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Christmas lunch is one of my favourite meals of the year. I adore turkey, cranberry sauce, all the veg, stuffing and gravy. I’m not a potato fan but everything else is fair game.

IMG_8889I pretty much went back for seconds of everything. So good. And because my parents are amazing and they know how much I love this meal, they let me take a good amount of turkey and leftovers home with us so I could enjoy the meal again and again. Heaven.

After lunch we went for a nice walk down the beach with the dogs. I say “we” but I mean the females in the family as Ben wasn’t up for walking and my dad felt he needed to stay behind with Ben and keep him company on the Xbox *sighs*.

The walk was lovely. There were so many people out and about as well.IMG_8895 We kept Alfie on his lead purely because he has a tendency to run after anything that takes his interest.

IMG_8890Then when we got home we had some pudding. There were profiteroles, panacotta, Christmas pudding and trifle. I went for trifle which I’d been looking forward to for ages. I was bitterly disappointed to find that I find I really didn’t like it. Apparently I don’t like sherry trifles, only strawberry ones! So I settled for my dependable two apples.

We later played the best board game in the world. The Logo Board Game (not an affiliate link – it’s just to show you how awesome it is). It’s basically asking lots of questions about brands and logos, from Heinz to Fairy Liquid. It’s brilliant and so much fun. While playing that I had some stollen after feeling so cheated from the trifle and it was lovely. The wholemeal flour had made it quite dense though so definitely will keep to white flour next time!

And that was Christmas day. The following days were spent just chilling and really not doing very much. Ben was still ill so we used this quality time to catch up on movies (Edge of Tomorrow – brilliant!, Maleficent, How to Train Your Dragon 2 and some old favourites like The Mummy and the Mummy Returns) while also getting through loads of True Blood (really good, but fairly raunchy and gory).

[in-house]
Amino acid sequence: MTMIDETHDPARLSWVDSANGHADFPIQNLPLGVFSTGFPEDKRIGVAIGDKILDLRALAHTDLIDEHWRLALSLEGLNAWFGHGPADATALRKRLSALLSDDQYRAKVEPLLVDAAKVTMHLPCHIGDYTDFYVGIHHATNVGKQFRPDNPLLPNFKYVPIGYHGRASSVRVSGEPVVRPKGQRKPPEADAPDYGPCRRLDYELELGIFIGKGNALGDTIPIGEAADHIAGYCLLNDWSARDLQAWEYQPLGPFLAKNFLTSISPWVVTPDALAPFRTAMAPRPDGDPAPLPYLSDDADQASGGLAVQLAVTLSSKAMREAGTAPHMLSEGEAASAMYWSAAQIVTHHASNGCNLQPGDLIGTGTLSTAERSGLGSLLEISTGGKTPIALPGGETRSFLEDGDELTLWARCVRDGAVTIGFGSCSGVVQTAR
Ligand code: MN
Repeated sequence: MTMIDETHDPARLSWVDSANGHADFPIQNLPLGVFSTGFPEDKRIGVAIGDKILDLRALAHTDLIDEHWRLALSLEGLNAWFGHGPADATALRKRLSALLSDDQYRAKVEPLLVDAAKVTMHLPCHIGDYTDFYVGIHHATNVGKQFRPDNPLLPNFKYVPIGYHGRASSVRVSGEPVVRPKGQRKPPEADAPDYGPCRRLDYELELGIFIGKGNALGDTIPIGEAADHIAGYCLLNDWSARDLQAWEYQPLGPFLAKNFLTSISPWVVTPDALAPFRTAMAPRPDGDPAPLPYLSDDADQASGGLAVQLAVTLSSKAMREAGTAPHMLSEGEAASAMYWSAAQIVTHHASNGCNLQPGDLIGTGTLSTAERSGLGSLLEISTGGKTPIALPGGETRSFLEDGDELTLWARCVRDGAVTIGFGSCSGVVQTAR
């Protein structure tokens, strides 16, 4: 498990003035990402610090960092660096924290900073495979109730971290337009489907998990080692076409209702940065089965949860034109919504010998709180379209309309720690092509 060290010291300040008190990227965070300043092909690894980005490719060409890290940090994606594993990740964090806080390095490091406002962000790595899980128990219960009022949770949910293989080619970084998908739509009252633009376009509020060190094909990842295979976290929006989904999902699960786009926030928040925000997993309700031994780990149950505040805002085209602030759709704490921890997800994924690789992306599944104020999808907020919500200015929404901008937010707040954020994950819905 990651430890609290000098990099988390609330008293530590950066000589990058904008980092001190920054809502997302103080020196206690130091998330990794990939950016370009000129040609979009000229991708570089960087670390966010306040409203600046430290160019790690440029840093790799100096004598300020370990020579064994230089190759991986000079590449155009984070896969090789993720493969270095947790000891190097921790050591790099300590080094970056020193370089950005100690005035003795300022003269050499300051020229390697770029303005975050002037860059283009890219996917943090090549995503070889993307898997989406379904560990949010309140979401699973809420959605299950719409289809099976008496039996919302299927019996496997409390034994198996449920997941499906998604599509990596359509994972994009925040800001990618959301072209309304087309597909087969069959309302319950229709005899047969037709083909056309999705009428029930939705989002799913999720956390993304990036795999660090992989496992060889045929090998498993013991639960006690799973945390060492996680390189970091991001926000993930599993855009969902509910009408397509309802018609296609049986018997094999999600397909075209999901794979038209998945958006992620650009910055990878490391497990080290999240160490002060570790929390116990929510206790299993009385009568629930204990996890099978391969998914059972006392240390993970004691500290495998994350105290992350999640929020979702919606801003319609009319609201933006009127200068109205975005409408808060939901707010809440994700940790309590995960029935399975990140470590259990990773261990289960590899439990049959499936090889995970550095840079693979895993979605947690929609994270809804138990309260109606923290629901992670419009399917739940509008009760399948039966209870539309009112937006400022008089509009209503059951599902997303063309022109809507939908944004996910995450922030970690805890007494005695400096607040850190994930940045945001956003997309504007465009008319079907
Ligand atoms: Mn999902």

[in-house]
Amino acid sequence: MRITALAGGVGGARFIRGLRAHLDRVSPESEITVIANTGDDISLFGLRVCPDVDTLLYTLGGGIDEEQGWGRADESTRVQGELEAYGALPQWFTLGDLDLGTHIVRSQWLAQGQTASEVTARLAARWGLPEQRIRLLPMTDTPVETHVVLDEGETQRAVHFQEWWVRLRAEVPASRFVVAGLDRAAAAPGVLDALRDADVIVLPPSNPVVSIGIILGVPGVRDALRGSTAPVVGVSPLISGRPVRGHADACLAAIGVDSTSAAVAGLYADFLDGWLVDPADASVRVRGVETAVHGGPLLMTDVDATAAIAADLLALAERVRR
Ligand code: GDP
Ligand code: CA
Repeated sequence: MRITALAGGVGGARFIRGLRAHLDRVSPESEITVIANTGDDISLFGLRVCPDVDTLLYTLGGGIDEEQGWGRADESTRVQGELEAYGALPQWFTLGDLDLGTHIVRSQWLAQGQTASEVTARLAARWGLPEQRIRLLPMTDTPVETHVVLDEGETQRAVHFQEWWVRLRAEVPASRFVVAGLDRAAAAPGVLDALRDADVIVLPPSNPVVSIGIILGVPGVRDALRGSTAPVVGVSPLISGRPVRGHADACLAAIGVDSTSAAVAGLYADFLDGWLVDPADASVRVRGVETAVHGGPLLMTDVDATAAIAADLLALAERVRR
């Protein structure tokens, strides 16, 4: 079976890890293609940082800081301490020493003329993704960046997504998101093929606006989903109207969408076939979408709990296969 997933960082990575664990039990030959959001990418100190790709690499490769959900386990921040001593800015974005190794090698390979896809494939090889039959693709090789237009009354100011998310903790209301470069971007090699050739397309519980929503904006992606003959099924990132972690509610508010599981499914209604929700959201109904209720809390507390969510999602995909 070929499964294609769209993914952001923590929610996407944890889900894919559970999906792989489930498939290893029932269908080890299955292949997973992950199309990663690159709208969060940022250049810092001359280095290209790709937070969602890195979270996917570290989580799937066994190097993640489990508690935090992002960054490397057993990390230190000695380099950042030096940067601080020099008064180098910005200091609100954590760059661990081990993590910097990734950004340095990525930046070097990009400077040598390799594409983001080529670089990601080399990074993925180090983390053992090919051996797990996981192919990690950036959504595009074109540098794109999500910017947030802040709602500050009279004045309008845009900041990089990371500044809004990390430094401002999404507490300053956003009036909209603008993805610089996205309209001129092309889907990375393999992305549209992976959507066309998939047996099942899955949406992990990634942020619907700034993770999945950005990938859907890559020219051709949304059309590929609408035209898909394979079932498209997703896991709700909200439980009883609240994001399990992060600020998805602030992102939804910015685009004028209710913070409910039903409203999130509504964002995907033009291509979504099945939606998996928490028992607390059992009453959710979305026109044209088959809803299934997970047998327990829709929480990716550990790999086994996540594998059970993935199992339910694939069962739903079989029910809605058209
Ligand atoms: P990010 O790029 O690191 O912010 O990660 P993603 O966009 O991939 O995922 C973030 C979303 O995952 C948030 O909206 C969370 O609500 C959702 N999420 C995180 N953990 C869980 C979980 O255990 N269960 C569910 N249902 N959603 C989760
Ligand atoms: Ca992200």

IMG_8902New Christmas socks and my liquid of choice, Fanta Zero

I made a lot of use of the leftovers as well, recreating the Christmas dinner twice.

IMG_8897 And when all the trimmings were used up I made a BBQ turkey stir fry. LITERALLY the best thing I’ve eaten in ages.

IMG_8898 So good. I then ran out of turkey. I’m very tempted to buy a turkey crown just to relive the experience again…too much? Maybe so.

We also went to Windsor to see Ben’s dad before New Year as well and had a lovely meal in Bella Italia and caught up with him. Though we had a nightmare journey there; it took three hours in total to drive a one hour fifteen minute journey because of an accident on the motorway and then having a mare finding a parking space. But it was a lovely day regardless.

New Year’s eve we went to my parent’s house for a cheeky Indian take away and another round of the Logo Board Game. We had planned to go to a friend’s house for a party but Ben still felt ill so we felt it best to have a quiet one with the parentals. My granddad was down from Stoke-On-Trent as well so it was lovely seeing him and he really enjoyed the game too (honestly, it’s a game for everyone because it’s all stuff you could know).

New Year’s eve day we met up with Ben’s mum for a lovely 5.5 mile walk through the New Forest.IMG_8931 It was a lovely walk. Not too cold but lovely and crisp. Alfie loved all the mud.

IMG_8941 When we came home we gave Alfie a good scrub in the bath and dried him off with my hair dryer (he couldn’t work out if he enjoyed it or not I think) and then we headed back to Ben’s mum’s for lunch. Round two!

IMG_8944 This time it was a bird in a bird in a bird, which is always very tasty as you get three different types of meat.

IMG_8945 One of my favourite vegetables are broad beans and it’s become a funny tradition to have them around Christmas. I could literally eat them forever.

Then we played Rummiekub which is a number game sort of like cards, sort of like scrabble (see HERE for a good explanation). We all decided a games day was needed as we only ever play board games and games like this around Christmas. This needs to change!

Aaaaand that’s it. I really enjoyed our very low-key holiday, though I was sorry Ben was ill. It was nice though to curl down and watch lots of movies and True Blood. I did lots of walking with Alfie (keeping my steps over 12,000 a day) and enjoyed the gym as well so I definitely got a good balance of relaxing and keeping fit. Mentally and physically I feel fresh and ready for the year ahead!

What’s your favourite part of the Christmas meal?

How do you celebrate New Year’s Eve?

Do you do anything on New Year’s Day?